Whatís the Difference Between Coronavirus, COVID-19 and the
With COVID-19 spreading around the world and rates of
infections and deaths continuing to climb, many have been
wondering what the difference is between Coronavirus,
COVID-19 and the flu (influenza).
There are clear similarities: they are all respiratory
viruses whose primary symptoms include a fever and a cough.
However, there are important differences as well.
Hereís what you need to know about the difference between
Coronavirus, COVID-19 and the flu.
1. COVID-19 is one strain of the coronavirus.
Researchers have identified seven strains of the coronavirus
that can infect humans. Four of them are very common and
tend to cause mild symptoms, including a runny nose, sore
throat, headache, cough and low grade fever. These four
strains are so widespread that most people will have been
infected by one of them at least once in their lifetime,
though they likely wonít know it since the symptoms are
indistinguishable from symptoms of other viruses that cause
the common cold.
Although those four strains of the coronavirus cause mild
respiratory infections, there are three strains of the virus
that cause more virulent infections.
In 2003, an outbreak of the coronavirus strain SARS-CoV
caused more than 8000 infections worldwide, and led to 774
deaths from SARS (Severe Acute Respiratory Syndrome).
In 2012, another virulent strain of coronavirus was
identified. The outbreak of this virus, named MERS-CoV,
began in Saudi Arabia and caused hundreds of deaths from
Middle East Respiratory Syndrome (MERS).
SARS-CoV2 is the third terrible variety of coronavirus that
causes the more commonly known COVID-19, which stands for
Coronavirus Disease 2019. It causes severe symptoms and
significant mortality, similar to the SARS and MERS
2. Thereís a vaccine for influenza, but not for COVID-19 or
Every year, the Center for Disease Control (CDC) tracks
strains of influenza that are traveling around the globe,
and tries to predict which four strains, out of more than
100 possible strains, are most likely to hit the U.S. during
our cold and flu season. They use that information to
formulate that yearís flu shot. This is why you need a flu
shot every year -- because each year, the strains included
in the flu shot vary.
Unfortunately, there isnít a vaccine for COVID-19 or any of
the other coronaviruses yet. Researchers are currently
working on a COVID-19 vaccine, but it could take up to 18
months for it to become available.
While the flu shot doesnít protect against coronaviruses,
itís still important to get the flu shot because it can
protect you from the flu, which can mimic symptoms of
COVID-19 and make the diagnosis less clear.
Mortality rates are significantly higher in COVID-19 than
From the data we have so far, COVID-19 has a higher
mortality rate (i.e., itís more deadly) than influenza. With
influenza, an average of 0.1% of patients who contract the
infection will die from it.
Based on data collected from more than 100 countries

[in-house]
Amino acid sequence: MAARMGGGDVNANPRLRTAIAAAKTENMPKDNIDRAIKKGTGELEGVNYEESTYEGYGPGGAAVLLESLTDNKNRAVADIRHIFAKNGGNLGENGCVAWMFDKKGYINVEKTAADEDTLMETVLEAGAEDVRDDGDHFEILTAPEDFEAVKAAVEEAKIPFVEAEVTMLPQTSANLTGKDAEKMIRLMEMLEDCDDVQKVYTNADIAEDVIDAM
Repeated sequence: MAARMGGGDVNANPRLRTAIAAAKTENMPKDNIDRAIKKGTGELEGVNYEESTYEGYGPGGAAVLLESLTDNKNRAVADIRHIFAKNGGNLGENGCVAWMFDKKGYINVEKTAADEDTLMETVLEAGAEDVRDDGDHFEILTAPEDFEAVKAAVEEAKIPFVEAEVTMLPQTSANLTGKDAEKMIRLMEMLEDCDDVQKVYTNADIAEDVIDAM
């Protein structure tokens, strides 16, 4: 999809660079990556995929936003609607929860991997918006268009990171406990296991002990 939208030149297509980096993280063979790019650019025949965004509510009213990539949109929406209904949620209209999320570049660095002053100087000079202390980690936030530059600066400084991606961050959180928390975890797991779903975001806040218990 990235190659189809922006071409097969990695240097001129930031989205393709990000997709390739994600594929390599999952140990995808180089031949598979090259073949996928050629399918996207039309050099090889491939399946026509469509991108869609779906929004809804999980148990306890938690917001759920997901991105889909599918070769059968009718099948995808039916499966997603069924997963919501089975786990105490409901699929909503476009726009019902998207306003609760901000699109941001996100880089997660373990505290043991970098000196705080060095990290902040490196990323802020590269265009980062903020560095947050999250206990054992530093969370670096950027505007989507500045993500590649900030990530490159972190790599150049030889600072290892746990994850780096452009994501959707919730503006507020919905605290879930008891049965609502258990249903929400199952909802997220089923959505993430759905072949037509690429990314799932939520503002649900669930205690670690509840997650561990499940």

affected by the current pandemic, the World Health
Organization (WHO) estimates that the average COVID-19
mortality rate is around 3%, which means itís 30 times more
lethal than the flu.
3. Thereís no known treatment for COVID-19.
One of the major differences between COVID-19 and influenza
is that there is a medication that can treat influenza, but
there hasnít been a proven COVID-19 treatment yet.
Patients who have influenza can be treated with an antiviral
medication that resolves the infection quicker and reduces
secondary complications like pneumonia. The most
commonly-prescribed antiviral medications for the flu are
called Tamiflu (oseltamivir) and Xofluza (baloxavir).
Clinical trials are currently underway to find a treatment
or cure for COVID-19. But until a treatment and/or cure is
established, the focus is on symptom support, including pain
and fever control, I.V. hydration and supplemental oxygen.
In severe cases, patients are intubated and placed on a
ventilator to assist with their breathing.
4. Weíre still learning how COVID-19 is transmitted.
Influenza is primarily a respiratory infection thatís
transmitted via respiratory droplets. When an infected
person coughs or sneezes, aerosolized droplets are released
into the air, and can infect the respiratory tract of anyone
nearby who inhales the virus-contaminated droplets.
Coronaviruses are also commonly transmitted via respiratory
droplets that linger in the air and quickly settle after an
infected patient coughs or sneezes. However, there is data
to suggest that it could be transmitted in other ways,
including talking, singing or laughing. Due to this type of
transmission, the CDC is recommending staying six feet away
from other people, as well as avoiding leaving the house
except for essential needs and wearing a homemade mask when
do you enter public spaces. It can also be transmitted when
a person touches an infected surface, and then touches their
face. This is why frequently sanitizing surfaces and not
touching your face, especially in public spaces, is so
Research is also underway to determine if the COVID-19 virus
can be spread via fecal-oral transmission, by contact with
animals or by other means.